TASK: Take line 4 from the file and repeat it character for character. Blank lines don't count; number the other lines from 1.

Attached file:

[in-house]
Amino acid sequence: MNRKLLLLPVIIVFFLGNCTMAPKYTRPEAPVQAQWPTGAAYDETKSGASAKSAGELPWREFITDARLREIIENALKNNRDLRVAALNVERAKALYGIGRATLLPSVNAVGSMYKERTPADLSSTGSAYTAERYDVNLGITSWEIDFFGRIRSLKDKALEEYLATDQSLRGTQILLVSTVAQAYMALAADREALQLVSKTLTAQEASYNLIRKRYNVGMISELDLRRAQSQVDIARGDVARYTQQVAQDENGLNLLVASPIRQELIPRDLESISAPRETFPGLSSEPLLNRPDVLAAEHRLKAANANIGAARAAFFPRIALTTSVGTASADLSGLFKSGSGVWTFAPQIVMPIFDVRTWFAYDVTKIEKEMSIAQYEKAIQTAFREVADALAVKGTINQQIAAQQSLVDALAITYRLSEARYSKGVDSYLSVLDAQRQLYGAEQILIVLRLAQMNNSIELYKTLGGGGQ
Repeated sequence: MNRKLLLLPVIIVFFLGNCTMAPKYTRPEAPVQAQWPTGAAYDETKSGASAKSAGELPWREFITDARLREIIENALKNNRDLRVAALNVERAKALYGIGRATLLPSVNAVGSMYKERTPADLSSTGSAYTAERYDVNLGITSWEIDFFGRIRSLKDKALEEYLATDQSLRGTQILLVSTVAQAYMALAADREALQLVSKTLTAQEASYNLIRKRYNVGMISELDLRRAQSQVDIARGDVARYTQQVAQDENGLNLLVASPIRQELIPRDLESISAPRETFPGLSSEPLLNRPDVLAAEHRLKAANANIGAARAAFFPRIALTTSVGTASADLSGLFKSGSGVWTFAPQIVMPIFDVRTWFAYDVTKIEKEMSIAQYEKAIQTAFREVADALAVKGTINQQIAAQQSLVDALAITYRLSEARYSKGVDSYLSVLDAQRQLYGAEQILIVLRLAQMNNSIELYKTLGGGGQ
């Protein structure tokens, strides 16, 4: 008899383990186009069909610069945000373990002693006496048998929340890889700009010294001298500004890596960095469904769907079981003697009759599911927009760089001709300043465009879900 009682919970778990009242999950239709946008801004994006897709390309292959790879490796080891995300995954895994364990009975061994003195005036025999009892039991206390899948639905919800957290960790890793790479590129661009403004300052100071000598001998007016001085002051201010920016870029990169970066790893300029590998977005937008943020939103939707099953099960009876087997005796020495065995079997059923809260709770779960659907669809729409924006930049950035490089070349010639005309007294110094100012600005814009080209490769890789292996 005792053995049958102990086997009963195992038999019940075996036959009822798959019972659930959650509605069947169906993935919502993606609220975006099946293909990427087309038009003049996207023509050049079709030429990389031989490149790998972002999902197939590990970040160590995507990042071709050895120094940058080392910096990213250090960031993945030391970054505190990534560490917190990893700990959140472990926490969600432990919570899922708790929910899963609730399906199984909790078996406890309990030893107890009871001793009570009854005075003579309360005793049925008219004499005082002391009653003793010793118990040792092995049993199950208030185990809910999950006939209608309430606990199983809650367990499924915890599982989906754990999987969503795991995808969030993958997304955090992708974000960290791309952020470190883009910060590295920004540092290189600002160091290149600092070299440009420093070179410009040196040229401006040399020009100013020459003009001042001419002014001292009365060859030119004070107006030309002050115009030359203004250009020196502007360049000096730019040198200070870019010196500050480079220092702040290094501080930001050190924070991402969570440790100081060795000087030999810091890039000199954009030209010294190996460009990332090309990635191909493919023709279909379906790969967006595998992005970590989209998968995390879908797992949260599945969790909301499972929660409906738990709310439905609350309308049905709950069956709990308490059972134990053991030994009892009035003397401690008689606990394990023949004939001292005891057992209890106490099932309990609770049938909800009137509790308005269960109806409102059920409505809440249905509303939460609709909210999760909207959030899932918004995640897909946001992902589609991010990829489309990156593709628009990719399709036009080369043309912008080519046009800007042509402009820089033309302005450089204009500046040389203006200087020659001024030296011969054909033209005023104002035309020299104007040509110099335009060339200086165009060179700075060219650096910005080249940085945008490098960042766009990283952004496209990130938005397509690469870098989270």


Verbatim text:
């Protein structure tokens, strides 16, 4: 008899383990186009069909610069945000373990002693006496048998929340890889700009010294001298500004890596960095469904769907079981003697009759599911927009760089001709300043465009879900 009682919970778990009242999950239709946008801004994006897709390309292959790879490796080891995300995954895994364990009975061994003195005036025999009892039991206390899948639905919800957290960790890793790479590129661009403004300052100071000598001998007016001085002051201010920016870029990169970066790893300029590998977005937008943020939103939707099953099960009876087997005796020495065995079997059923809260709770779960659907669809729409924006930049950035490089070349010639005309007294110094100012600005814009080209490769890789292996 005792053995049958102990086997009963195992038999019940075996036959009822798959019972659930959650509605069947169906993935919502993606609220975006099946293909990427087309038009003049996207023509050049079709030429990389031989490149790998972002999902197939590990970040160590995507990042071709050895120094940058080392910096990213250090960031993945030391970054505190990534560490917190990893700990959140472990926490969600432990919570899922708790929910899963609730399906199984909790078996406890309990030893107890009871001793009570009854005075003579309360005793049925008219004499005082002391009653003793010793118990040792092995049993199950208030185990809910999950006939209608309430606990199983809650367990499924915890599982989906754990999987969503795991995808969030993958997304955090992708974000960290791309952020470190883009910060590295920004540092290189600002160091290149600092070299440009420093070179410009040196040229401006040399020009100013020459003009001042001419002014001292009365060859030119004070107006030309002050115009030359203004250009020196502007360049000096730019040198200070870019010196500050480079220092702040290094501080930001050190924070991402969570440790100081060795000087030999810091890039000199954009030209010294190996460009990332090309990635191909493919023709279909379906790969967006595998992005970590989209998968995390879908797992949260599945969790909301499972929660409906738990709310439905609350309308049905709950069956709990308490059972134990053991030994009892009035003397401690008689606990394990023949004939001292005891057992209890106490099932309990609770049938909800009137509790308005269960109806409102059920409505809440249905509303939460609709909210999760909207959030899932918004995640897909946001992902589609991010990829489309990156593709628009990719399709036009080369043309912008080519046009800007042509402009820089033309302005450089204009500046040389203006200087020659001024030296011969054909033209005023104002035309020299104007040509110099335009060339200086165009060179700075060219650096910005080249940085945008490098960042766009990283952004496209990130938005397509690469870098989270």